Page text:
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Magdalena Koziol, a former postdoc at Yale University, was the victim of scientific sabotage. Now, she is suing the...
Antiretroviral drugs can protect people from becoming infected by HIV. But so-called pre-exposure prophylaxis, or PrEP...
Two studies show that eating a diet low in protein and high in carbohydrates is linked to a longer, healthier life, and...
Considered an icon of conservation science, researchers at World Wildlife Fund (WWF) headquarters in Washington, D.C.,...
The new atlas, which shows the distribution of important trace metals and other substances, is the first product of...
Early in April, the first of a fleet of environmental monitoring satellites will lift off from Europe's spaceport in...
Since 2000, U.S. government health research agencies have spent almost $1 billion on an effort to churn out thousands...
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- About Us
Keeping Feces on the Farm
18 June 2010 4:54 pm
Think dairy farm, and your mind may wander to images of cows grazing dewy green pastures, as glistening silos and red-walled farmhouses slumber in the distance. But something sinister is lurking in the grass: cow feces crawling with disease-causing Escherichia coli bacteria. A new study, however, reveals that these bacteria are much less likely to enter groundwater and cause illness if farmers spray their fields with water rather than flooding them, as is traditional.
In a previous study, chemist and environmental scientist Murray Close of the Institute of Environmental Science and Research in Christchurch, New Zealand, and colleagues investigated a high incidence of digestive illnesses among residents of a rural community in the southeastern region of the country. It turned out that nearby drinking wells were contaminated. When the researchers examined water from wells located near dairy pastures that used flood irrigation, they found E. coli from cow feces in about three-fourths of the samples.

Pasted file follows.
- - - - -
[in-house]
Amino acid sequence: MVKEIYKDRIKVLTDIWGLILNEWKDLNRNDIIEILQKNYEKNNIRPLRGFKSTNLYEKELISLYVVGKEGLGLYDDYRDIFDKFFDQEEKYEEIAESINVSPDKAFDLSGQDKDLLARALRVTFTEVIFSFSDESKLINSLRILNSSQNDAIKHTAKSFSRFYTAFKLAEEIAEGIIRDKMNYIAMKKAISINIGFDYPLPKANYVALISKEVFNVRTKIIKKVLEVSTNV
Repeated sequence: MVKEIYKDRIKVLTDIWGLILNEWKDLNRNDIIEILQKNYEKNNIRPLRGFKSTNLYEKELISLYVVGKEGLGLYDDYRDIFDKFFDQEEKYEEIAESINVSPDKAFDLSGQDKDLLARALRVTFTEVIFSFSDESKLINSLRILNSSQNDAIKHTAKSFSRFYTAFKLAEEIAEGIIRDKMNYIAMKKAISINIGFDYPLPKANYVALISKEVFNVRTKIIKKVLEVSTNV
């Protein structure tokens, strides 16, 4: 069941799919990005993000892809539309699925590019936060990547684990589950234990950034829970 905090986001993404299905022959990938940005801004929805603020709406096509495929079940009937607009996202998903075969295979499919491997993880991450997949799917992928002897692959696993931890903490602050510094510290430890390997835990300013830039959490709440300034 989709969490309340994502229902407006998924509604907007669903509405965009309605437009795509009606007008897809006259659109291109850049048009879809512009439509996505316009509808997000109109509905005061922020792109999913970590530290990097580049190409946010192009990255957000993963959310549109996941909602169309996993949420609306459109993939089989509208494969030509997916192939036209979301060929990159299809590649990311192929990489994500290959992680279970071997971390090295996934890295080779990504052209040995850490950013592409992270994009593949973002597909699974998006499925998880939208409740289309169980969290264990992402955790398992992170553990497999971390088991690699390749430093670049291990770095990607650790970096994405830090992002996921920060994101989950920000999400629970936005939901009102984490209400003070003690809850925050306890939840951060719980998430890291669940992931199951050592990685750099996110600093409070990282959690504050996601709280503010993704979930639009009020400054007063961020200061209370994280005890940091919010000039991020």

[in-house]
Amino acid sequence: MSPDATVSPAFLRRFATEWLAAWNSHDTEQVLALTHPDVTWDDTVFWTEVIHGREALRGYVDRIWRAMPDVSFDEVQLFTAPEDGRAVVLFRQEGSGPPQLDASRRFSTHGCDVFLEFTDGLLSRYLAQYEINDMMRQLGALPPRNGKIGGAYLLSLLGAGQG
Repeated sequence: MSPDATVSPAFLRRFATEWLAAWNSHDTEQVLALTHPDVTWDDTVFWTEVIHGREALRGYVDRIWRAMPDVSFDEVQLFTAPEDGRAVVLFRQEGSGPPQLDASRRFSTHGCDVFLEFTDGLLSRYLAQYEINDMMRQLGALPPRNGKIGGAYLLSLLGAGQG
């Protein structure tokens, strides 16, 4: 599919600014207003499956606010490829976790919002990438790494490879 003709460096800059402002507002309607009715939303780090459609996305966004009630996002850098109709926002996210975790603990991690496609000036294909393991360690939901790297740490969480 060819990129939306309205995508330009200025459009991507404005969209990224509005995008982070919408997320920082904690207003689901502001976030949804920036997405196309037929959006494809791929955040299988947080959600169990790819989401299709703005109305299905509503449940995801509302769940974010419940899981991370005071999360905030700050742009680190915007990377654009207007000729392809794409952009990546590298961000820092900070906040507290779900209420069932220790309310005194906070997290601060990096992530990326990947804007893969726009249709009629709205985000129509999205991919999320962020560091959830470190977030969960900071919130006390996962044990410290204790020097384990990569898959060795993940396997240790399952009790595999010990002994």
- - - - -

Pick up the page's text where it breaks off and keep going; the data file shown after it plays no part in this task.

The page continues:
In the new study, Close and colleagues looked at groundwater under New Zealand pastures watered with spray irrigation. During the 6-year study, they sampled groundwater from 10 plots of land every month for a total of roughly 700 samples. They found that only about 3% of the samples contained E. coli, compared with 77% in the previous experiment. Close attributes the large difference to the fact that bacteria escape to the groundwater more easily if the soil is wetter.
These results, reported in the May-June issue of the Journal of Environmental Quality, aren't just important for human health, say experts. They should also help countries conserve more water, as some spray-irrigation systems are up to twice as efficient as flood irrigation. "About 70% of the freshwater use on the planet is related to agriculture, so there is going to be a need to make more investments [in spray irrigation] and use less water," says economist Neilson Conklin, president of the Farm Foundation, a think tank in Oakbrook, Illinois. Plant biologist Molly Jahn, dean of the College of Agriculture and Life Sciences at the University of Wisconsin, Madison, says the new health incentive tips the balance in favor of spray irrigation despite the hefty price tag. (On a field housing 70 hungry cows, the cost of equipment alone can exceed $35,000.) Jahn says the next challenge will be to balance the costs and benefits. "What we're trying to do in sustainable agriculture is make sure we get that calculus right."